Club co-founder Czerniecki, however, is relatively new to the game.  She’s a sophomore politics major from New Jersey, currently on the pre-law track and serving as the treasurer for the Pre-Law Society. She traces her conservative views back to her upbringing. Her family emigrated from Poland and her father, as the son of a single mother, had to pay his way through both high school and college. His mother worked at a factory and he worked at a restaurant every night after school until one in the morning, as well as in the evening on weekends.

“So I’ve seen how a family can emigrate, become legal, and then go through the process… They’re the true definition of people who made it work because they wanted to live in America. That’s where a lot of my conservative views stem from because I’m not comfortable handing over welfare to people because they want to fill out one job application a week. I’m very willing to help people who are willing to help themselves,” Czerniecki said.

This is the fourth new club to arise on CUA’s campus specifically for women, but the first one specifically for conservative women. The club emphasizes professional and intellectual development. One recent event for executive board members included a discussion on how to talk to people whose views are extremely opposed to your own. Meetings generally follow the original concept of a book club.

“I like to call it soft politics,” Czerniecki said. “Let’s eat cupcakes and talk about what Paul Ryan said.”

Currently, the club is also working on a service project for the national organization’s ConSERVative month. For the CUA chapter, this theme of service will also be extended into December when club members will be writing letters to soldiers to thank them for their service and wish them a “Merry Christmas”.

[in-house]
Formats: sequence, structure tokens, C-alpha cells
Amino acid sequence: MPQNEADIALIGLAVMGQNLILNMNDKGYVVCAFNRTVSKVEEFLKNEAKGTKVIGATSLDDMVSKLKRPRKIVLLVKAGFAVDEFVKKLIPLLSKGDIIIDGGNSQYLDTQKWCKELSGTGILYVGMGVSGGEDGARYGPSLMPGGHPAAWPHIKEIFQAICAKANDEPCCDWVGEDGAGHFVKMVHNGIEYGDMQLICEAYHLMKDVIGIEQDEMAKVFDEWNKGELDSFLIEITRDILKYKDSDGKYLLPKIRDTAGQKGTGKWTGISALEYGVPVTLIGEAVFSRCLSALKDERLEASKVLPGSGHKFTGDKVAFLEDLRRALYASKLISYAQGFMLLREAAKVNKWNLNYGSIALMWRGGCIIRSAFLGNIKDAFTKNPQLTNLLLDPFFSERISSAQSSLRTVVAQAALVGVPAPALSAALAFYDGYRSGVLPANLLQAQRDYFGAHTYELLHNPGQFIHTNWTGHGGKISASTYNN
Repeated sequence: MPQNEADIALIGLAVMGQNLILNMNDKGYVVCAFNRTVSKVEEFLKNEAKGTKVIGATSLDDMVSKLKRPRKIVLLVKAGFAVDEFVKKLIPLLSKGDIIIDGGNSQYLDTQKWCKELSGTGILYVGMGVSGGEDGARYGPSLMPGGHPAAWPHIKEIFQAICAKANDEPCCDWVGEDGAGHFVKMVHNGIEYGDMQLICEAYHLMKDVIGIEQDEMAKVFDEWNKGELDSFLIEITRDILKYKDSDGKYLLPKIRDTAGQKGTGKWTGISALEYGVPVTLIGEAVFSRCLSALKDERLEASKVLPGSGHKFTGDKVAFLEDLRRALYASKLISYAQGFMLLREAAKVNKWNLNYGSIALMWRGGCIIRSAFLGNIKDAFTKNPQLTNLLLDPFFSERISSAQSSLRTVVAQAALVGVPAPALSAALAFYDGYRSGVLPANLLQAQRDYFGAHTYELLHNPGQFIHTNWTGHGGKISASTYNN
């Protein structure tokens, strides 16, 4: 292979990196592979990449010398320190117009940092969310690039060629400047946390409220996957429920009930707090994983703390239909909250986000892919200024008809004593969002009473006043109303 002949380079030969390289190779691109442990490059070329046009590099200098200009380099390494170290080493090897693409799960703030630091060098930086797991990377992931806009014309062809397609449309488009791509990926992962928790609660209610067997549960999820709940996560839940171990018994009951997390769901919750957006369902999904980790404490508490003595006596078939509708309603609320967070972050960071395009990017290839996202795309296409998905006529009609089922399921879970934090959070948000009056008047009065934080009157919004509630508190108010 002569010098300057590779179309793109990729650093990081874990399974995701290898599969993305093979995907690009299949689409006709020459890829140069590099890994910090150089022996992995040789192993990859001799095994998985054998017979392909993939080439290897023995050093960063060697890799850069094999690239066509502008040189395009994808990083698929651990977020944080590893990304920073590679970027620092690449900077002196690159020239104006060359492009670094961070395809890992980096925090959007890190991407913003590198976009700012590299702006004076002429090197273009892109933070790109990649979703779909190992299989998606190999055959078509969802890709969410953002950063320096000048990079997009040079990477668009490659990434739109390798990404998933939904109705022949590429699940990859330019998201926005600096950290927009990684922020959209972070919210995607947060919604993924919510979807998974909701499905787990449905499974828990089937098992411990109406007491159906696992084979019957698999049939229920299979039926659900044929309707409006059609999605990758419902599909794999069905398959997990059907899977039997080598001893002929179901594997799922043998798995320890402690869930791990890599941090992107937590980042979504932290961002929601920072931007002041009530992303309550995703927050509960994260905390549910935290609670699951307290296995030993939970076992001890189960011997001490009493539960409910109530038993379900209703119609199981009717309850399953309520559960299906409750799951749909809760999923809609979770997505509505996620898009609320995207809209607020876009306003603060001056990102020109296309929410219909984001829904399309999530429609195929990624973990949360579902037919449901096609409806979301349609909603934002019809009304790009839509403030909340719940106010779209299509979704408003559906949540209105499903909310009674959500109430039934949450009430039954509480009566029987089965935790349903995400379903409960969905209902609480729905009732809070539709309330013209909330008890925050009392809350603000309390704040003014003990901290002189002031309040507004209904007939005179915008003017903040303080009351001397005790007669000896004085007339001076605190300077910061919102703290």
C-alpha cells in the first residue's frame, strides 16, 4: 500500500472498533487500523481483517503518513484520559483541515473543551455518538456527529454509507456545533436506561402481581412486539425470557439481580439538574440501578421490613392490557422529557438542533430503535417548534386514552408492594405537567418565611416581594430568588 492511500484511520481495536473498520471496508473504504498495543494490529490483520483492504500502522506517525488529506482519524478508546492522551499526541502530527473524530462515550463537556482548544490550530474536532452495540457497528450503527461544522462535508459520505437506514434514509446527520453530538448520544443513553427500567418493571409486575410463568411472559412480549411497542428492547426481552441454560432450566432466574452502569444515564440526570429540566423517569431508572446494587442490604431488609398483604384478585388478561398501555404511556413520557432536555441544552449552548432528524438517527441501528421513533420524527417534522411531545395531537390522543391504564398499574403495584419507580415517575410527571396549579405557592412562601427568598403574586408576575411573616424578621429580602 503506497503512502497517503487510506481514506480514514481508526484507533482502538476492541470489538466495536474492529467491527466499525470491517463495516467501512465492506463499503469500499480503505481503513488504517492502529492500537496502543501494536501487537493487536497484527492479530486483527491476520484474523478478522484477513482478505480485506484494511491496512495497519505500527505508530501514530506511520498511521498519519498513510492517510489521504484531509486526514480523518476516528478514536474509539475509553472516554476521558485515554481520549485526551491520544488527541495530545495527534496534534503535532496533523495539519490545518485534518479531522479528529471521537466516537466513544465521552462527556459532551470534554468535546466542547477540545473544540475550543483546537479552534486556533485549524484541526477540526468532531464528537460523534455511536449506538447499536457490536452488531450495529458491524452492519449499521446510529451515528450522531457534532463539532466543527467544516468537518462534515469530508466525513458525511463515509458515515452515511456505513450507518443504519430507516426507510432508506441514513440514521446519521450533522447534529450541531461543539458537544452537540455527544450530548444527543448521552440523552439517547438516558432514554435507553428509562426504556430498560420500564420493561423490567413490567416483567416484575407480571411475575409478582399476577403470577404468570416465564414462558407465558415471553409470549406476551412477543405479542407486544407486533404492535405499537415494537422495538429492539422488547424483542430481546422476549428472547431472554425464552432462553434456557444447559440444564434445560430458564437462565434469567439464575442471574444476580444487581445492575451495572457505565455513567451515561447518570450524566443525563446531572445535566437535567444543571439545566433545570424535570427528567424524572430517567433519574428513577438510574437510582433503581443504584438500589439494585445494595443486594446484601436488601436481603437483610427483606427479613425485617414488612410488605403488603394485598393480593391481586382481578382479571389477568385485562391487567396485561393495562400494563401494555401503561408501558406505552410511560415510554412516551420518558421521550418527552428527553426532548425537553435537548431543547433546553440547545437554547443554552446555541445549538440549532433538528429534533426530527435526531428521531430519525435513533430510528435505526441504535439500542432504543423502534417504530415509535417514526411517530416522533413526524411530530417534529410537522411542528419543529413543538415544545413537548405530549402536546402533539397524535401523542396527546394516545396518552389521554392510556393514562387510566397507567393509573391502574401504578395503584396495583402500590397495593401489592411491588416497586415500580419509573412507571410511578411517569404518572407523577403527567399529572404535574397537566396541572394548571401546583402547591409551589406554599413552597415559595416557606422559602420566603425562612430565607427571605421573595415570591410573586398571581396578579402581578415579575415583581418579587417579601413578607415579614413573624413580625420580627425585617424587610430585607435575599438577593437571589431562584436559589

This is not all the founders have planned. Club meetings will also include guest speakers sponsored by the national organization. On December 6th, Kendra Scott will be hosting the organization for a happy hour with discounted merchandise, drinks, and snacks. A yearly membership to the organization costs $5 and gives chapter members access to three informational brunches where they can listen in on more professional development talks and discussions, as well as network with fellow NeW members.

The founders are looking forward to the upcoming year which includes potential trips to the Conservative Political Action Conference (CPAC) and the NeW National Conference, as well as further speakers. They also hope to create a network of internship opportunities for members seriously interested in getting into the political realm.

“I want to make sure the glass ceiling is broken, I want to run for president someday, I am definitely all for power of women, and making sure there’s not a wage gap… The fact that it’s 2017 and we still have to worry about a wage gap is ridiculous,” Czerniecki said.

“Very often, people think that if you’re conservative, you’re anti women, but that’s totally not the case and I think that NeW definitely stresses that and works to educate people on that.”